Africa needs to open its oil books, World Bank says

Sep 26, 2005 02:00 AM

African oil producers need to fully disclose how much export money they take in and how it's spent to ensure surging revenues caused by recent oil market rallies don't lead to economic decay, the World Bank said.
The international lender said more open audits could cut waste, end corruption and force public debate on government spending priorities at a time when some turbulent nations are being enriched by sky-high oil revenues. Africa accounts for about 5 % of the world's oil production. Exploration interest in countries like Nigeria, Angola, Equatorial Guinea, Cameroon and Chad has peaked as burgeoning world oil demand has triggered ever-rising oil prices.

Charles McPherson, a senior advisor in the World Bank's oil, gas, mining and chemicals department, said many oil producing nations in Africa suffer uneven economic growth and social and political instability.
''When a government has access to one source of income which is very substantial, it has a diminished incentive to be accountable to the public's priorities,'' McPherson said. ''Many countries are now becoming very aware of this, and are taking steps to correct this.'' He said the Extractive Industries Transparency Initiative, a program launched by British Prime Minister Tony Blair in 2002, helps to shine a light on the flow of oil funds between governments, state-owned companies and private sector firms.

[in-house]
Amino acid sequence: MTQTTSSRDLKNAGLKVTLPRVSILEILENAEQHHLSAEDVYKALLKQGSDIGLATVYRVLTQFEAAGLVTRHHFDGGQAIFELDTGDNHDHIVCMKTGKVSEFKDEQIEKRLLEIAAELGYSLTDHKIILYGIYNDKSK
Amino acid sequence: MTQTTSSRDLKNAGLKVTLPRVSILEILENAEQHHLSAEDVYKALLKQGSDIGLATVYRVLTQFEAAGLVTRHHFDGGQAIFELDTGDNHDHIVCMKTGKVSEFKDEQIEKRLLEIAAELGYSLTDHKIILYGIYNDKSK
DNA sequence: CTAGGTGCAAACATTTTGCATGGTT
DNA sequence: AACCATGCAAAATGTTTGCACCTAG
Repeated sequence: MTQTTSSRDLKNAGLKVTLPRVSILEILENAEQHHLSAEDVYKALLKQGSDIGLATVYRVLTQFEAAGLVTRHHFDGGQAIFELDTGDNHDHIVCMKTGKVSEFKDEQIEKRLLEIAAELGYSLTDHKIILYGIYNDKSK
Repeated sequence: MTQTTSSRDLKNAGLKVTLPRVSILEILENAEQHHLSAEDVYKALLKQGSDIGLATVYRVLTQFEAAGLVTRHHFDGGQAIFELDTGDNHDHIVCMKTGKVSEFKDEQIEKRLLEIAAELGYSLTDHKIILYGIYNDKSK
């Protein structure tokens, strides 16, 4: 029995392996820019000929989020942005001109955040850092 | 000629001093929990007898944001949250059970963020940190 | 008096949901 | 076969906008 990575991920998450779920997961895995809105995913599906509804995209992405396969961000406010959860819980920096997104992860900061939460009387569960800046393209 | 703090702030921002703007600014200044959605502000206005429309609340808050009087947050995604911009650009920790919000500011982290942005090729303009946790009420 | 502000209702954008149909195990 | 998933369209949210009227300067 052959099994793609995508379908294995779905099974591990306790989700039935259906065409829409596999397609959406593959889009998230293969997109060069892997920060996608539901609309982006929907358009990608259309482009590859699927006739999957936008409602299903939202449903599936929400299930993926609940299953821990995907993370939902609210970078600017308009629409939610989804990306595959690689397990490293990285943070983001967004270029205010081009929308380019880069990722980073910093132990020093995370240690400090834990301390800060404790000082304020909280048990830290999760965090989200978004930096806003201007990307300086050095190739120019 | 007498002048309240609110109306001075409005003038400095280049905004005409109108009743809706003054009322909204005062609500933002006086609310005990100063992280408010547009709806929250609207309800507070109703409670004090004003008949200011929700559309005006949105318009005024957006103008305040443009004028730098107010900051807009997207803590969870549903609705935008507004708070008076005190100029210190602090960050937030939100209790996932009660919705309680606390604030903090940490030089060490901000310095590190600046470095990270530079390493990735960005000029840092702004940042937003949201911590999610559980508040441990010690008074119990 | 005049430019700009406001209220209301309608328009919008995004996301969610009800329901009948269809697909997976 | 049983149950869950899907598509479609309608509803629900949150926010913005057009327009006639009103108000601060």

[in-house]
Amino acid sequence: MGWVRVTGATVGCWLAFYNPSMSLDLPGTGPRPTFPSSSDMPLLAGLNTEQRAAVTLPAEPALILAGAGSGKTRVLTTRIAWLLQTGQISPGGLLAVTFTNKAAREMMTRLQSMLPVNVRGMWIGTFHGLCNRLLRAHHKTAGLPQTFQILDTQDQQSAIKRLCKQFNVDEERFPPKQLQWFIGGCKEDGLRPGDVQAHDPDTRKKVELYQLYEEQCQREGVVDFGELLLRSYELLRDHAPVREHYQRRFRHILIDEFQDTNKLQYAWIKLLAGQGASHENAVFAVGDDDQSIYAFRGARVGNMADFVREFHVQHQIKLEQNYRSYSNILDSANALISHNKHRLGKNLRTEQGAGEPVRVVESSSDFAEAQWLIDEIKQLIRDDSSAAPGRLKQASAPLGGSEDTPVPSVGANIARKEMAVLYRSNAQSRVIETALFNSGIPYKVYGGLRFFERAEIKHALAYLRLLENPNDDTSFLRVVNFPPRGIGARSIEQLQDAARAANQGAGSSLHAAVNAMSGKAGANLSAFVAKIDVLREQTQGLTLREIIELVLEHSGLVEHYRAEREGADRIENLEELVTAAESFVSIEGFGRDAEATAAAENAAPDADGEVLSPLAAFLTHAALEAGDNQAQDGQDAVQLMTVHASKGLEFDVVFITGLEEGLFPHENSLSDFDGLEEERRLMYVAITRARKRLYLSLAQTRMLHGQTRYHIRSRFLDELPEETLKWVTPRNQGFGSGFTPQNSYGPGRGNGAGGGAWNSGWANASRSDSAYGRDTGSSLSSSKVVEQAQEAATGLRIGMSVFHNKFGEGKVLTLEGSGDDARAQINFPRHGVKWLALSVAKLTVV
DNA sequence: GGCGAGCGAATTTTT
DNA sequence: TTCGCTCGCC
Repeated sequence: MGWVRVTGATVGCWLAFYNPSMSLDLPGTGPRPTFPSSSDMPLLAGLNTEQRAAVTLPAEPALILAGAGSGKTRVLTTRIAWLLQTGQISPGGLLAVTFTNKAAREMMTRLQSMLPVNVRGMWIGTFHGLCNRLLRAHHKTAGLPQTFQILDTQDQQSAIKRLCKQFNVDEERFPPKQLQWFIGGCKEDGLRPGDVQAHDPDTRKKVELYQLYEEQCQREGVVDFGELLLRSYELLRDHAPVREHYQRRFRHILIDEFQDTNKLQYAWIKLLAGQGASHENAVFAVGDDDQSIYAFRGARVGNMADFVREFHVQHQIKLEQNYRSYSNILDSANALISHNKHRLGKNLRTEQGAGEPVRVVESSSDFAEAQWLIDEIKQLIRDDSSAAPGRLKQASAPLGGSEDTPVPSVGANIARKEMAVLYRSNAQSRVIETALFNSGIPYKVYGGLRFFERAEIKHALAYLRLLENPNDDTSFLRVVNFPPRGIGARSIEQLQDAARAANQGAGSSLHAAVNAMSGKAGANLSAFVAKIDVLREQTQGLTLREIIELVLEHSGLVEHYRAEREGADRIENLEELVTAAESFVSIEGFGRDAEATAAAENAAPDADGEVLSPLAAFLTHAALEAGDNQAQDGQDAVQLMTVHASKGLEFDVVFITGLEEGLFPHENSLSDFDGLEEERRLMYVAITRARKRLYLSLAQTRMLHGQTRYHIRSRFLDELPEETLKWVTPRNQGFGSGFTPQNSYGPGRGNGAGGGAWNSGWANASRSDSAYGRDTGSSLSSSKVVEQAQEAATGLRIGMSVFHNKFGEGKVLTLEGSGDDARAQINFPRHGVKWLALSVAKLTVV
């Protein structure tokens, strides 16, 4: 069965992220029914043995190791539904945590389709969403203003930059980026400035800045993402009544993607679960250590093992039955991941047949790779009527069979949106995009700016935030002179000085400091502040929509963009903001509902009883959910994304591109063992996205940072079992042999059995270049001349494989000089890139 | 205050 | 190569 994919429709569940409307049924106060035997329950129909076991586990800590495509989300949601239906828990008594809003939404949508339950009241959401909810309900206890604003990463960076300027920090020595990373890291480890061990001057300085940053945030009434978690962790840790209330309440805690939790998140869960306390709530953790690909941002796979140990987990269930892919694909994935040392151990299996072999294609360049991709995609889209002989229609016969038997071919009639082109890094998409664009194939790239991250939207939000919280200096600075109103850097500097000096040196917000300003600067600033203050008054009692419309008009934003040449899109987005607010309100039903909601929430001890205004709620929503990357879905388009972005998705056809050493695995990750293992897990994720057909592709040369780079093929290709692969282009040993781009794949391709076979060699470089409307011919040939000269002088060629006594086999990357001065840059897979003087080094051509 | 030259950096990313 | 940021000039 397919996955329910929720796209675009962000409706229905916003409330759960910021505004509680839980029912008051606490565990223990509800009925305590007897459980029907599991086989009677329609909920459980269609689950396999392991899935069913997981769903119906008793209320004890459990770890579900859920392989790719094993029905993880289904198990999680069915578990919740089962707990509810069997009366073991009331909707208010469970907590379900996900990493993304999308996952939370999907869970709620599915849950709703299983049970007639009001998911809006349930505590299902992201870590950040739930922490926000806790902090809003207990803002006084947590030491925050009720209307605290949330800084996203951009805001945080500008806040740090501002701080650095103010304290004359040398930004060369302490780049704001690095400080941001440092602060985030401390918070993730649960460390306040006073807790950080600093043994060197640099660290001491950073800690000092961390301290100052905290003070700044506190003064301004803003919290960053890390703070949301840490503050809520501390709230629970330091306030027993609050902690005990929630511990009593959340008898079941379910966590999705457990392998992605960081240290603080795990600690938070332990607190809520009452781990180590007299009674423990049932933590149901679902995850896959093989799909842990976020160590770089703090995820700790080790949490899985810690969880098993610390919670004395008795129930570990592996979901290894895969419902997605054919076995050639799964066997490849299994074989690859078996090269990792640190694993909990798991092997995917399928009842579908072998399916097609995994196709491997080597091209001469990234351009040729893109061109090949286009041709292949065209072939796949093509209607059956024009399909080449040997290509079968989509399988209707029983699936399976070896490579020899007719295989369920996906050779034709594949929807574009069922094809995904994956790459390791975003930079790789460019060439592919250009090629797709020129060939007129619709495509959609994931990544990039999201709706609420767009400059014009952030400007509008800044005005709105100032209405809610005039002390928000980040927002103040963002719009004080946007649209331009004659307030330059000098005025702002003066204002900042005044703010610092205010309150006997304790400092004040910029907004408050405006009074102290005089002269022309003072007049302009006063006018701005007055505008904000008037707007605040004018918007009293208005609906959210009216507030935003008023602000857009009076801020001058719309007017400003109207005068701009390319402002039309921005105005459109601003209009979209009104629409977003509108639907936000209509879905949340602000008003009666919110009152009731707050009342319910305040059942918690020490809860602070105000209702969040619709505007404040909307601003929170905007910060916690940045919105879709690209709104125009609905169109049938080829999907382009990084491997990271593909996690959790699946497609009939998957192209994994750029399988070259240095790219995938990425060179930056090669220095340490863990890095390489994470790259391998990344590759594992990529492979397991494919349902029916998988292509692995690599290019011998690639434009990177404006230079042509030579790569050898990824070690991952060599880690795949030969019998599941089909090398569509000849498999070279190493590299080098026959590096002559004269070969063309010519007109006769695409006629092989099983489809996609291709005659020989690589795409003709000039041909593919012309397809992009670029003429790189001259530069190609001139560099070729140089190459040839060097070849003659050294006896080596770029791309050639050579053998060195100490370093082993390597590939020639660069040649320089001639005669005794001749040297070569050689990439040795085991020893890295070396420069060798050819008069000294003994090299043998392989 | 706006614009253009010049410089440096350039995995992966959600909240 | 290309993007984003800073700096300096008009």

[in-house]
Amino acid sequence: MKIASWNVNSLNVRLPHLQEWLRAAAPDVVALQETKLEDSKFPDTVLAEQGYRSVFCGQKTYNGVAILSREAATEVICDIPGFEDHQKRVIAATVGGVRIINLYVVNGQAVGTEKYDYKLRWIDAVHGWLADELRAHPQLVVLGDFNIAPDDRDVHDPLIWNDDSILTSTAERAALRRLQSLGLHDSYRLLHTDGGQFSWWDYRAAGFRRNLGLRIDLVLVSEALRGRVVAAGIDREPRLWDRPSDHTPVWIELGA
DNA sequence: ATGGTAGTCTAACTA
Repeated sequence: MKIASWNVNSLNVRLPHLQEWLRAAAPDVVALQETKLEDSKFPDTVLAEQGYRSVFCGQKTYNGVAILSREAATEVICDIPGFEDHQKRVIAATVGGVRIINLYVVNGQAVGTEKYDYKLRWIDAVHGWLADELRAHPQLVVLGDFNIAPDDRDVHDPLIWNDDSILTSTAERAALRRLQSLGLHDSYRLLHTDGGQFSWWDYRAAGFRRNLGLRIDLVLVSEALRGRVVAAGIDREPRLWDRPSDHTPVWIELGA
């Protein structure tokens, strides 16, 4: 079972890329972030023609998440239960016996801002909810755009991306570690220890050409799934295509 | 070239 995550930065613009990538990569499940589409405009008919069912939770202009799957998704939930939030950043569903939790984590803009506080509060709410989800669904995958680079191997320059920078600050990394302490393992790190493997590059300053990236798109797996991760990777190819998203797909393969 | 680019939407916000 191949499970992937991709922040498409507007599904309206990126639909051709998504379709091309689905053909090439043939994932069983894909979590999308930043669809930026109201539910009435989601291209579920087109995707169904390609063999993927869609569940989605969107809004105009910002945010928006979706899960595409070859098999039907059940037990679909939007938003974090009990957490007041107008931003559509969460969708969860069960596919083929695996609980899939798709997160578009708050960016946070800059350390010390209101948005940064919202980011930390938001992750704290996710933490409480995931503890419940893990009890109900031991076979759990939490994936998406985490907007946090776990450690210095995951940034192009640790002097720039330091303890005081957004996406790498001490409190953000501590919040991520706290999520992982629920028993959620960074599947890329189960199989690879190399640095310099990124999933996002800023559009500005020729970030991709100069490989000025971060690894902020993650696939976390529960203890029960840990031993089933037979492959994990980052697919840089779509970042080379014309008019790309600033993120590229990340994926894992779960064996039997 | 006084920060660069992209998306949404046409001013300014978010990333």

Audits required under the EITI initiative, some of which have begun being published in Nigeria and elsewhere, are likely to expose accounting gaps in some countries, McPherson said.
''The most important part of it, though, will be just getting credible numbers out in the public domain as a starting point for accountability on the expenditure side,'' he said. He said the audits would likely heap public pressure on governments to overhaul their budgets, particularly given now-huge inflows from booming oil exports. Development experts have long fretted over the ''resource curse'' that can make countries with natural riches dependent on exports and vulnerable to commodity price swings.

Senegalese Finance Minister Abdoulaye Diop, in Washington for the semi-annual meetings of the World Bank and International Monetary Fund, said it was important for African countries to refine more of their raw commodity goods.
''The most important thing for us is to process our products on the spot, process them locally, because we have noticed that most of our products are exported unprocessed,'' he said, citing textiles as an example. ''Senegal may not be a major exporter of cotton, but I think that if we were to process our cotton on the spot we would increase the value added, and we would increase our export earnings,'' he said.

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